Elmleaf blackberry, also called bramble, scientific name Rubus ulmifolius, is a species of wild blackberry belonging to the Rosaceae family. The bramble is a remedy of tradition thanks to its powerful anti-pyretic properties, therefore useful to counteract the fever, and to its antioxidant effect given by some phenolic compounds such as ellagitannins (Martins et al, Food Funct, Jun 2014 - Niaz et al, BMC Complement Altern Med). These healthful properties are also transferred to honey that is obtained from the nectar of the elmleaf blackberry.
Therefore, in case of flu, cold and cough, or even for preventive purposes or to treat inflammation in the mouth and mouth ulcers, you can sweeten your teas or a cup of warm milk, cow’s or plant based milk, as you like, with a teaspoon of bramble honey. In alternative you can take a teaspoon of this delicious honey in the morning or as a snack, maybe spread on a slice of wholemeal bread. But bramble honey has also an interesting application in the cosmetic field (Bruno Brigo, Natural Medicine from A to Z). In fact, this type of honey contains malic acid (A. Bruni, general and applied Pharmacognosy), a substance useful to the beauty of the hair since it helps to counteract dandruff and bacteria, removes all traces of dirt, strengthens the hair helping to prevent the fall and also makes the hair shiny. In case of dry, brittle, dull hair, which tends to break or fall, you can use bramble honey, let's see how. Bring to boil a liter of water, when it has reached the boiling remove it from the heat and let it cool down a bit.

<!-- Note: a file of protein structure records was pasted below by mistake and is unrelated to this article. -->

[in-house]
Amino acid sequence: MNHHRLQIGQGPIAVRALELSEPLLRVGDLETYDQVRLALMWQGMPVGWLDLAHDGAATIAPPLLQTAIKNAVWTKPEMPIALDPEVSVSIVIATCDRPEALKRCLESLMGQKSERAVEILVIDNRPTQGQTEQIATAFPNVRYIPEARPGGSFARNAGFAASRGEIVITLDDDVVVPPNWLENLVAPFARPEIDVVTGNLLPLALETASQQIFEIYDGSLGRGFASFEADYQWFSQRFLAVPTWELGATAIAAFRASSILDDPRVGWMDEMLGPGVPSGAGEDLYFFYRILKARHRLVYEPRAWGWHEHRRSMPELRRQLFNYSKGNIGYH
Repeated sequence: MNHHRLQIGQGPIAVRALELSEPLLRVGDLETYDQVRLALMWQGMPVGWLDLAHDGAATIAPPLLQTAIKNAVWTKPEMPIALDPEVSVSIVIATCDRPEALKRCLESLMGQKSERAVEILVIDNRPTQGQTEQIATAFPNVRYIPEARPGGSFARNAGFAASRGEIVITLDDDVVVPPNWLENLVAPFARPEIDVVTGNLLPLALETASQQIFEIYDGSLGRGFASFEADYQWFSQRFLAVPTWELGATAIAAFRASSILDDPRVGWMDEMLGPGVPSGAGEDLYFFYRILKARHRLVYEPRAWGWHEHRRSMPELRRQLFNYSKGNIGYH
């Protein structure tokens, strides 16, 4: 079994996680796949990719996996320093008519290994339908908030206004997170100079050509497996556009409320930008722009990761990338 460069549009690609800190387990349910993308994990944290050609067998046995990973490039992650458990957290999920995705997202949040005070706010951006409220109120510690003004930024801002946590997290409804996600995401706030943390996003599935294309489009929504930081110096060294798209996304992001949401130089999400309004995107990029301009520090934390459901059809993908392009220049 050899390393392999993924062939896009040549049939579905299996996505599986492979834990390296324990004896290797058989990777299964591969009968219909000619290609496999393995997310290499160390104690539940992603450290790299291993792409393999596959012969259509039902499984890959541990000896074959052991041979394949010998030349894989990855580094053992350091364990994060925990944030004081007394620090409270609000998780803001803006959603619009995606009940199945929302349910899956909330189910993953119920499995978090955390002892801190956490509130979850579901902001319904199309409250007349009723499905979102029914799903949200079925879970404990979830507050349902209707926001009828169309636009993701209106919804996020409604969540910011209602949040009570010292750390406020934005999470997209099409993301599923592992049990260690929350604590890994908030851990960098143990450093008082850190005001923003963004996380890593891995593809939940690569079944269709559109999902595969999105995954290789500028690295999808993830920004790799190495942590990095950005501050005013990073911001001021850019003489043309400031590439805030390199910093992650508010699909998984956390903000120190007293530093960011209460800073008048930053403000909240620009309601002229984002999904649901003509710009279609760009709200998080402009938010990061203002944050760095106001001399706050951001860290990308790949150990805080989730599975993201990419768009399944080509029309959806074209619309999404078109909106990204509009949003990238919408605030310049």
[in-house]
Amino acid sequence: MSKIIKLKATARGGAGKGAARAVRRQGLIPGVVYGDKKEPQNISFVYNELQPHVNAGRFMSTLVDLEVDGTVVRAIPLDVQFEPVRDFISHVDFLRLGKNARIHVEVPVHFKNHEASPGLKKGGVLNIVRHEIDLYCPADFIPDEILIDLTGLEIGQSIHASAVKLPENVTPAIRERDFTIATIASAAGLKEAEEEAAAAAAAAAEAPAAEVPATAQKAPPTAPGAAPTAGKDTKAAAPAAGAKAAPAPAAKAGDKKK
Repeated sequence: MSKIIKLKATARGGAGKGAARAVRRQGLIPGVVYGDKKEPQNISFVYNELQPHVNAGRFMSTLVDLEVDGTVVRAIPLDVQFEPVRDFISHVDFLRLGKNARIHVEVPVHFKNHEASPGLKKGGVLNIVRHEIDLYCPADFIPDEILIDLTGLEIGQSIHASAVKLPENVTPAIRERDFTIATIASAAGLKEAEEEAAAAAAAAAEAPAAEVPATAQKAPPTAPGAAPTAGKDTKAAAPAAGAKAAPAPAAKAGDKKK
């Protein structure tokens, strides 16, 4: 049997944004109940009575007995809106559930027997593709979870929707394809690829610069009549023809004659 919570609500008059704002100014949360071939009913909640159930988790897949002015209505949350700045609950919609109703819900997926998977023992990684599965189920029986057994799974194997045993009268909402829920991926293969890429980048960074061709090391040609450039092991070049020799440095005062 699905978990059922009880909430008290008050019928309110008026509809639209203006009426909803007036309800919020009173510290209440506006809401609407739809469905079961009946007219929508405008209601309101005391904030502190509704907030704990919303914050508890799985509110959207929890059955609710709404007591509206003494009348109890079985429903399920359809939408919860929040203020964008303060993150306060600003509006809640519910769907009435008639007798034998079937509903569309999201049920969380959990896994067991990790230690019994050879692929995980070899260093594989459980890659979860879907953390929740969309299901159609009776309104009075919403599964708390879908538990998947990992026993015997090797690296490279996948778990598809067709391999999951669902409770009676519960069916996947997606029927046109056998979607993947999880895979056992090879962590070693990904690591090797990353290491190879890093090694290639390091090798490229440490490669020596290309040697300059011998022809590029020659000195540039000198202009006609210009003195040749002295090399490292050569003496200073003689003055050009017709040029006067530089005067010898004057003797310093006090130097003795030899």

Then add 2 tablespoons of bramble honey and mix. Wash your hair with your usual shampoo, rinse and then pour on your hair this preparation based on bramble honey. Leave on for 5 minutes and then rinse with water.